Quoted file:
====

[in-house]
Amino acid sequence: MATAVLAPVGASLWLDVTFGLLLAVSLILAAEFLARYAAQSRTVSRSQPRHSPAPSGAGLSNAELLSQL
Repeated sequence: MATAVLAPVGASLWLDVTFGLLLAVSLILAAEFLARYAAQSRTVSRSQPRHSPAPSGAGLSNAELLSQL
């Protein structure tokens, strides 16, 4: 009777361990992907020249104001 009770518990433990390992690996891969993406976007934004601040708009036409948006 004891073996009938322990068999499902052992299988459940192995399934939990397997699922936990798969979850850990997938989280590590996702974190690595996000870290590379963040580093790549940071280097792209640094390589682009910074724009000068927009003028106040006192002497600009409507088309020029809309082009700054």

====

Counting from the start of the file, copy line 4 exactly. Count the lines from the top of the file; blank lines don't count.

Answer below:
């Protein structure tokens, strides 16, 4: 009777361990992907020249104001 009770518990433990390992690996891969993406976007934004601040708009036409948006 004891073996009938322990068999499902052992299988459940192995399934939990397997699922936990798969979850850990997938989280590590996702974190690595996000870290590379963040580093790549940071280097792209640094390589682009910074724009000068927009003028106040006192002497600009409507088309020029809309082009700054």